May's Birthstone - Emerald

The primary May birthstone is Emerald, and the unique green color makes it a perfect stone for a mid-spring celebration.

While Emeralds have many sources, ancient and modern, it was the exploration of South America in the 16th century that made Emerald widely available. Many of the world’s finest Emeralds come from South America.

It is a variety of the mineral Beryl, as is Aquamarine. While many Aquamarines are very “clean” to the eye, with virtually no visible inclusions, this cannot be said of Emerald. Sellers of emerald even use the term “jardin”, French for “garden” to describe the interesting internal characteristics of the stone. The actual name Emerald probably comes from a Sanskrit word meaning “green”.

Small traces of chromium are responsible for the green color. Some Emeralds are colored by vanadium, and some gemologists believe these stones should not be sold as Emeralds. Vanadium colored stones often exhibit fewer inclusions than chromium colored stones. There is also a pale green beryl, colored by iron, which resembles greenish Aquamarine more than it does Emerald. This material should be represented and sold as Green Beryl, although not all stone vendors agree.

Due to the presence of natural inclusions, which often break the surface of stones, virtually all natural Emeralds are treated to improve their appearance. Cedar wood oil has been used for centuries to mask these inclusions. Colored oils which mask the appearance of inclusions and improve the color are also used, though frowned on by many. Modern optical mediums, such as Opticon have also been used, and some stones are fracture-filled. In this process, a glass like material actually fills the fissures and voids in the stone.

All these treatments require disclosure, and it is best to assume that an Emerald has at least been oiled to improve its appearance. It has been reported that some stones are being irradiated to improve their appearance.

While relatively hard, with a Moh’s scale rating of 7.5-8, Emerald is considered rather brittle, and the presence of inclusions makes this stone rather prone to chipping and fractures. Antique pieces with Emerald will often show wear to the stones, with a loss of crisp facet edges, and some replacement stones may often be seen in older cluster designs.

Certain color ranges of Emerald are so closely associated with Columbian sources that Columbian Emerald is often used as a color description, and may not always refer to the actual country of origin. The Muzo mine in Columbia is legendary for the fine stones produced, which include the Devonshire Emerald. This uncut stone, weighing over 1300 carats, was given to the Duke of Devonshire by the Emperor of Brazil in 1831. Muzo is located in a large area known for Emeralds, northeast of Bogota, Columbia. The Chivor mine, also in Columbia, produced the stone that was fashioned into the Patricia, a 632 carat gem named after St. Patrick.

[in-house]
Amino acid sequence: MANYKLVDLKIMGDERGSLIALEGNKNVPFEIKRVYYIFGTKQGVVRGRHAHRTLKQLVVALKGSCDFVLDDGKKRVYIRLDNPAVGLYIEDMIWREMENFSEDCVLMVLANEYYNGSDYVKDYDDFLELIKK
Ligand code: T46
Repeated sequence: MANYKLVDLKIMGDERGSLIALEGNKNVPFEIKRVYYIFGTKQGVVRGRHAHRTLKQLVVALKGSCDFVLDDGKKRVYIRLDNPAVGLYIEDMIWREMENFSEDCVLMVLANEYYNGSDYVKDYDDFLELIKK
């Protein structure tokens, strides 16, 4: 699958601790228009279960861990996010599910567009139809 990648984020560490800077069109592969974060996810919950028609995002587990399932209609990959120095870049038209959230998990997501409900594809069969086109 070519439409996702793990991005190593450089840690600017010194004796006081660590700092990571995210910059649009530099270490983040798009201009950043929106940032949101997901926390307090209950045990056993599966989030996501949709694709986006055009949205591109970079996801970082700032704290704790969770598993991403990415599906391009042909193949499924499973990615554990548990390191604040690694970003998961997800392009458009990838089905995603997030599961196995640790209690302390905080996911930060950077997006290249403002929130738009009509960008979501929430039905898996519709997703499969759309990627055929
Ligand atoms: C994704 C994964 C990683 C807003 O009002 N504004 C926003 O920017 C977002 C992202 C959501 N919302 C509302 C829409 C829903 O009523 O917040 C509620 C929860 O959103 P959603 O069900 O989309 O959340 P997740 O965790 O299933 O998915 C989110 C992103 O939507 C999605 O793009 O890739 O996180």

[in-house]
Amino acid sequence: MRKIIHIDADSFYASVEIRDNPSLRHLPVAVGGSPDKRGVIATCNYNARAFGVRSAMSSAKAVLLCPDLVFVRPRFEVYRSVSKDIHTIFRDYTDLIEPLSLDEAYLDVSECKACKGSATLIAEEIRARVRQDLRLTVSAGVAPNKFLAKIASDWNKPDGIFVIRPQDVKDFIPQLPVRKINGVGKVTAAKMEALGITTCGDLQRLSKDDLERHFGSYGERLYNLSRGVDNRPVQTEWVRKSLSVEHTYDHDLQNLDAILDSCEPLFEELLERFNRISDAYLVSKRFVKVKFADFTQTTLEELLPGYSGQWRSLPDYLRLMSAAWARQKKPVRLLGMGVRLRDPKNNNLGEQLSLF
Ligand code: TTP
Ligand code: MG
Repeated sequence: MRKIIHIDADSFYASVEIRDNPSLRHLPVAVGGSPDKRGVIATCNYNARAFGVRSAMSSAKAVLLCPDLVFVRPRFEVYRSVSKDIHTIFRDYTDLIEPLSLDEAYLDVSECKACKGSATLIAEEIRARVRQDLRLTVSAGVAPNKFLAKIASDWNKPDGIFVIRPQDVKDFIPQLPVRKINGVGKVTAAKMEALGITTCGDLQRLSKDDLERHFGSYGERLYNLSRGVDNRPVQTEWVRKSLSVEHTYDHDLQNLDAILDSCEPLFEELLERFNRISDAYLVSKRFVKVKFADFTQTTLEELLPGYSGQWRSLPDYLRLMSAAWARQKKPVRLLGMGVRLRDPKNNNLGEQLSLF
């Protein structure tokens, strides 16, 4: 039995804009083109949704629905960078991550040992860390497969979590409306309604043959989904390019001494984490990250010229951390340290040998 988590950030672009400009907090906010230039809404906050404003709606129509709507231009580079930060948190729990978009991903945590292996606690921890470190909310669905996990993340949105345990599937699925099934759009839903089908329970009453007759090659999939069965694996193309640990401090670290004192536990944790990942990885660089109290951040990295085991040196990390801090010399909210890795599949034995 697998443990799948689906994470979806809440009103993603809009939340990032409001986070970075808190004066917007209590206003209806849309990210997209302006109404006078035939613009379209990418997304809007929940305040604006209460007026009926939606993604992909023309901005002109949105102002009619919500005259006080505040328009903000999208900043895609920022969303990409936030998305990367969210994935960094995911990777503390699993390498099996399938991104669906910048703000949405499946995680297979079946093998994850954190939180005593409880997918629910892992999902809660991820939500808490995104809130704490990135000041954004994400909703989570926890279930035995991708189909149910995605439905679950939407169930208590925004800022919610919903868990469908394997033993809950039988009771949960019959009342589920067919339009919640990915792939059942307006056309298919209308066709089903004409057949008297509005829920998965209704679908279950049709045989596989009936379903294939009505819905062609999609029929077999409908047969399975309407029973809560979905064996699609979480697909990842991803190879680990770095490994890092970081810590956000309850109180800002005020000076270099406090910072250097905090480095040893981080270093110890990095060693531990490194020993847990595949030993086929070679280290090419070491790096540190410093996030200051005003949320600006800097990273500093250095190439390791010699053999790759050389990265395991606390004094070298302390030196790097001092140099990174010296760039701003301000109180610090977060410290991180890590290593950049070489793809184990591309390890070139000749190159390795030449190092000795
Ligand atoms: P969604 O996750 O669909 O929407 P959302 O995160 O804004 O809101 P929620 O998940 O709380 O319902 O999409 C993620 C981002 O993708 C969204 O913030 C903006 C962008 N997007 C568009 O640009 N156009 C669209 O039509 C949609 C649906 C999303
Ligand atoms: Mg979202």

This area also produces a very rare type of Emerald, a Trapiche. These Emeralds have a 6-rayed dark star in them, created by a radial formation of carbon inclusions. Some Emeralds have been reported to display chatoyancy, the “cat’s-eye” effect, but this is extremely rare. Some other Emeralds from Columbia can be identified by a unique three-phase inclusion.

Emeralds are also produced in other parts of South America, Brazil produces some, along with much material which is more properly identified as Green Beryl. Zambia, Zimbabwe, Afghanistan, Pakistan, Russia, some former Soviet republics, and Australia are also commercial producers of Emerald. Jamie Hill of Hiddenite, North Carolina gained a great deal of notoriety 10 years ago when he discovered a great source of Emeralds on his property. This find, located at a shallow depth, has produced some phenomenal stones, including rough stones with weights in excess of 800 carats. Some gems fashioned from this rough have sold for over $1,000,000.

Chrome Tourmaline and some green Garnets can be mistaken for Emerald. Chrome Tourmaline is seldom encountered in older pieces. Of the green Garnets, Tsavorite is a newer arrival on the gem scene. Both Tsavorite and green Demantoid Garnet have an optical appearance which is slightly different than Emerald, but the color range may mimic that of Emerald.

Emerald may also be imitated by glass, doublets, and by synthetic Emerald. Synthetic Emeralds can be made by several different processes, and those made by Chatham and Gilson are probably the best known. Carroll Chatham developed his process in 1938, so these stones have been available for decades and can be present in vintage pieces. Doublets, often formed of garnet and glass components, have also been in use for quite a while, and were often used in moderately priced birthstone jewelry and Mother’s rings. Under magnification, the joint line is often visible on the crown of the stone near the girdle. Ultra-violet lighting will often reveal this.

Natural and simulated Emeralds may both be seen as faceted stones, cabochon stones, and beads. Variations in quality and treatment can create a vast range of prices for Emeralds. They are heat sensitive and often need removed from settings for repair work. Emeralds should never be cleaned with steam cleaners or ultrasonics.


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